Fila to keep the tennis ball in its court


Hoping to clearly link the Fila brand with tennis in consumers' minds, Fila USA will sponsor the U.S. Open Tennis Championships through 2001 and launch a collection of U.S. Open tennis shoes and apparel in stores next summer.

The U.S. division of the Italian athletic footwear company has renewed an agreement with the United States Tennis Association to continue as footwear and apparel sponsor, the Sparks-based division said yesterday. Fila will design and make uniforms for the tournament's ball persons, linesmen, umpires and staff and sell replica uniforms and event souvenirs both on- and off-site.

It is Fila's first multiyear agreement with the USTA and the first to include a separate licensing arrangement in which the footwear and apparel designer will create and sell a collection through sporting goods stores, department stores and specialty boutiques. Fila USA is designing the products - such as polo shirts, tennis shorts, warm-up suits and fleece pullovers - with Fila's Italian design group, and hopes to sell the line through Fila divisions worldwide.

Sponsorship of the U.S. Open, which starts its two-week run in New York on Aug. 28, and the licensed sales should help Fila raise its U.S. profile as it attempts to regain market share by focusing on its tennis heritage, analysts said. The company, which lost $3.5 million in its most recent quarter, which ended March 31, and has struggled against the likes of Nike Inc. and Adidas, said it is beginning to rebuild relationships with retailers.

Fila will likely invest at least $2 million over two years in sponsorship fees and royalties on sales of the co-branded merchandise, sources said.

In June 1999, Fila's parent company, Fila Holding SpA, took a step to refocus on its tennis roots, securing exclusive rights to sponsor the Association of Tennis Professionals Tennis Masters Series for three years and create ATP-branded footwear and apparel. The ATP and Open sponsorships give Fila a significant presence at 11 of the world's top tennis events, said Howe Burch, a Fila USA spokesman.

"Clearly, it's about our re-establishing ourselves in tennis, and aligning ourselves with assets we can leverage in a meaningful way," Burch said.

That type of marketing represents a shift from the past, said Flavio Cereda, director of equity research for Lazard Freres & Co. in London.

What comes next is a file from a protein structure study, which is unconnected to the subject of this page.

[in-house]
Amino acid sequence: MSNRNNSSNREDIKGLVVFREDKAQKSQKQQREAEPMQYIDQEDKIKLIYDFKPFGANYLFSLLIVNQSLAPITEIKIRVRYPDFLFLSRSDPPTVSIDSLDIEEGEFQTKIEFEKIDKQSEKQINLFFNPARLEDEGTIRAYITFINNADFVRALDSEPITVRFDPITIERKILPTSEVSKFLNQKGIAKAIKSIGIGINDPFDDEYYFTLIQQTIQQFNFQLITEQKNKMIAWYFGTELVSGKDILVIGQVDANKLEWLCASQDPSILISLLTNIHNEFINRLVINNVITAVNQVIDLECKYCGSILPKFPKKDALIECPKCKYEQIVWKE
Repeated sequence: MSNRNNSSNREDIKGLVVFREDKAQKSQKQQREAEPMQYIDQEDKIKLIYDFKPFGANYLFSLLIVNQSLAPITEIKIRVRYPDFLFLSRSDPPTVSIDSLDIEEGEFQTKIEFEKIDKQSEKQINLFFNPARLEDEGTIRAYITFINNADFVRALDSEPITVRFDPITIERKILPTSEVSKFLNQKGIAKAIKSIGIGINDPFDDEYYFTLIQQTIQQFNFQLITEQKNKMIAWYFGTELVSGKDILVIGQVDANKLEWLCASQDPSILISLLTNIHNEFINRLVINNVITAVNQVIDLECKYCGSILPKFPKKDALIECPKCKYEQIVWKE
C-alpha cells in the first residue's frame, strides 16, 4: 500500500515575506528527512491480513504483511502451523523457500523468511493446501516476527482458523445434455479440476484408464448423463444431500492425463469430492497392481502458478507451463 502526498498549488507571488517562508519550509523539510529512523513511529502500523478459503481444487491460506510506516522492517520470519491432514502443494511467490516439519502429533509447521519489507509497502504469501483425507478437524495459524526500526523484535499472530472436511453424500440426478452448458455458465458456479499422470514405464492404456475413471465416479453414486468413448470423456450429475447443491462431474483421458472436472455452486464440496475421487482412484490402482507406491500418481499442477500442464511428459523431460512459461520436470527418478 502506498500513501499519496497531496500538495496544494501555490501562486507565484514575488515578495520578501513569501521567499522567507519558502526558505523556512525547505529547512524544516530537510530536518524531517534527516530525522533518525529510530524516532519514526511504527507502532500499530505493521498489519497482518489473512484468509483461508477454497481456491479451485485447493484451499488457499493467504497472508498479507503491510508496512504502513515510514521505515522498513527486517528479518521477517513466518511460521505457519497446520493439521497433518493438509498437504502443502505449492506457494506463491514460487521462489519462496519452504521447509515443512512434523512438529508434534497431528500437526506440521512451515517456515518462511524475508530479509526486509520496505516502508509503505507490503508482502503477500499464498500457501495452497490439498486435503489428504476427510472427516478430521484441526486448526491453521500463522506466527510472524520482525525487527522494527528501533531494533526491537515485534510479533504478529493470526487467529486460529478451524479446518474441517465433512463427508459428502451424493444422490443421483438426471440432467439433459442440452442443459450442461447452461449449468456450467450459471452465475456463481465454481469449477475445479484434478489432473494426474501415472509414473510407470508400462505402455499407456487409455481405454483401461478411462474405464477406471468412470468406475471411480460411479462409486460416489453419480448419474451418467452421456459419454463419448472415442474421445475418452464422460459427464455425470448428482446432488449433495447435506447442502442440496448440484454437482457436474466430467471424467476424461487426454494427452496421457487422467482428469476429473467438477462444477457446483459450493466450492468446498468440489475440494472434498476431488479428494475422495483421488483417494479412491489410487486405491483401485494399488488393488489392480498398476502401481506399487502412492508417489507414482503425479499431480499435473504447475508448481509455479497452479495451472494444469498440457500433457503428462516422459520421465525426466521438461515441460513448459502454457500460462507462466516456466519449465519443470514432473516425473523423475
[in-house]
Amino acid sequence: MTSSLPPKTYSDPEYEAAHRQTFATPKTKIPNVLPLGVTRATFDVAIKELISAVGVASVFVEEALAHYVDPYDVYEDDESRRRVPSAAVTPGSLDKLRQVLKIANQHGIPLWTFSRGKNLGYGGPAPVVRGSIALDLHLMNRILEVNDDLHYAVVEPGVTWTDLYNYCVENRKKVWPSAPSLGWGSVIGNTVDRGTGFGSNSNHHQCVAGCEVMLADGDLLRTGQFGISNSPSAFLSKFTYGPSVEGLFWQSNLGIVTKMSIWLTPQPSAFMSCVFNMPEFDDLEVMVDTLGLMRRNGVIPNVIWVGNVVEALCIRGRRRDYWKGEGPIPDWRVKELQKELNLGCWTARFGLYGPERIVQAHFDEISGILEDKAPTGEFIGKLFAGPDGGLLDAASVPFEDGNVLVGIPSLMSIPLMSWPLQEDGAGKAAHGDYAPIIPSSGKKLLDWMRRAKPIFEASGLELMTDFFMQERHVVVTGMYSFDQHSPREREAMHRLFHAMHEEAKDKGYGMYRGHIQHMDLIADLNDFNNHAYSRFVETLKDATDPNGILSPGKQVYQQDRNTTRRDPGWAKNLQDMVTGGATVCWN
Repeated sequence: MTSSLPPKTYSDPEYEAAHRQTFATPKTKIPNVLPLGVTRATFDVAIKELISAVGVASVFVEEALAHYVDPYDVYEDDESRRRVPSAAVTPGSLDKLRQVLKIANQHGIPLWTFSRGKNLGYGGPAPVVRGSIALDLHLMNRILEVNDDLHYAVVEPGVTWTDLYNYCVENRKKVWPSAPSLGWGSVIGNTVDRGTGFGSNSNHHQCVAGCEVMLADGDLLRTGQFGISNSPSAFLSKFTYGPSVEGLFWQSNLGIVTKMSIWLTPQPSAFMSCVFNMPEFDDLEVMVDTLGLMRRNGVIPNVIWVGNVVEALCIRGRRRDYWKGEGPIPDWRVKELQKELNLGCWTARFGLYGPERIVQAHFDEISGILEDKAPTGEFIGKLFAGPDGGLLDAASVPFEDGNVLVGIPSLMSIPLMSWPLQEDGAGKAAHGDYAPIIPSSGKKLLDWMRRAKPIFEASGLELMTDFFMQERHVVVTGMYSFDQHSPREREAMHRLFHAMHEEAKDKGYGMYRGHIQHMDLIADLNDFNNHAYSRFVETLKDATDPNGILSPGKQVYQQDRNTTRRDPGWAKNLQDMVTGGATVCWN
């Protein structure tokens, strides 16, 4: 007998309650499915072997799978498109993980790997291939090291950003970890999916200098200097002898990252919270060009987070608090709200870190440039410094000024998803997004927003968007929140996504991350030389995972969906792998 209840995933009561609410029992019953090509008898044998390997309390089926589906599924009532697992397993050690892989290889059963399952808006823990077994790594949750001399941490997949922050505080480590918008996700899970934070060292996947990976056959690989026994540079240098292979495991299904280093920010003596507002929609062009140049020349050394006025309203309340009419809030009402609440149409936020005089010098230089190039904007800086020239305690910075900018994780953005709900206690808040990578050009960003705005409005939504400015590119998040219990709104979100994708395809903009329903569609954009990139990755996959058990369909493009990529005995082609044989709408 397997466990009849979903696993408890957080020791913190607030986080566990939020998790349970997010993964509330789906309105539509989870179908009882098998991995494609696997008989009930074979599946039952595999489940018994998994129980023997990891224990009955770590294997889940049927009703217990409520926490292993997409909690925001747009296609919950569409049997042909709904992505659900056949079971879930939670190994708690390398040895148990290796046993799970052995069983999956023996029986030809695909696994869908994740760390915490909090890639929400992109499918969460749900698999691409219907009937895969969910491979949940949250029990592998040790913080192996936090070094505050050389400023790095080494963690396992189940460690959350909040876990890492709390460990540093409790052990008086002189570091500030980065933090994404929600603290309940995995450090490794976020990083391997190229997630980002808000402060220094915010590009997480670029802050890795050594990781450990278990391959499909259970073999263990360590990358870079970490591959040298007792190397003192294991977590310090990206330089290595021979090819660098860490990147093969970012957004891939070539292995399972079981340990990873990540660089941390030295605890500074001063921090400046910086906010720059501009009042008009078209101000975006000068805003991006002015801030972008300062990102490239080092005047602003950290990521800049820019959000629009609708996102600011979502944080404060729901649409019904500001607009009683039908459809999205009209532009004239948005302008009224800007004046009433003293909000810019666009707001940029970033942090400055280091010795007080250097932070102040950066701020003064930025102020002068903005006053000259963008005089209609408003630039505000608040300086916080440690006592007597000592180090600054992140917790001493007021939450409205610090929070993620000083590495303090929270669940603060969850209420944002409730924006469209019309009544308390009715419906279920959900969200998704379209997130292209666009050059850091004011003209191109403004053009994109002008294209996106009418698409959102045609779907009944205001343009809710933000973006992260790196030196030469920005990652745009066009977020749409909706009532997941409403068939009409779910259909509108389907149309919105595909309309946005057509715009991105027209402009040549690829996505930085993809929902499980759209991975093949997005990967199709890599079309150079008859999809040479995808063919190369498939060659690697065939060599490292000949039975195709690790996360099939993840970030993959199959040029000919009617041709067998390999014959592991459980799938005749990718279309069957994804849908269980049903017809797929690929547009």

"It is the right thing to do," Cereda said. "If you want to be in the game, you have to play.

"In the past, they went through a period where they were sponsoring everything, including baseball. They have recently tried to focus efforts in areas where they want to be seriously involved. In those areas they've targeted to enhance the brand and be back on the shelf, they are keen to maintain a presence."

When the company reported its first-quarter results in May, which showed losses narrowing and sales gains of 8 percent worldwide and 1 percent in the United States, Fila Holding's chief executive, Michele Scannavini, noted that advance orders were up in all geographic areas and that the Fila brand was beginning to regain interest of both the trade and consumers in the United States after many difficult seasons.

Now, "in terms of tennis, we're showing significant increases versus a year ago, and a lot of that has to do with re-establishing our presence through these events," Burch said. "We've raised the brand profile in a significant way in a category where we have a lot of heritage and credibility."

Raising the profile has helped Fila get back on the shelves, or at least expand the offerings, in more retail stores, Burch said. About a year ago, for instance, Fila products were nearly nonexistent in the Sports Authority, the nation's largest sporting goods retailer.

"The Fila apparel line had gone the way of more fashion than function, and the fashion piece of the Fila business, for us, wasn't working," said Michael McGuinn, vice president for merchandising for the Sports Authority. "It was a matter of sitting down and saying, 'You will not make it with us unless you define what your niche is.' Fila has taken the challenge and focused its line." Now, he said, Fila tennis products are a growing area for the chain.

"They really are coming on strong and being recognized at retail by customers in being a leader in tennis footwear and apparel," McGuinn said. The Sports Authority is planning to staff Fila's on-site store at the U.S. Open.

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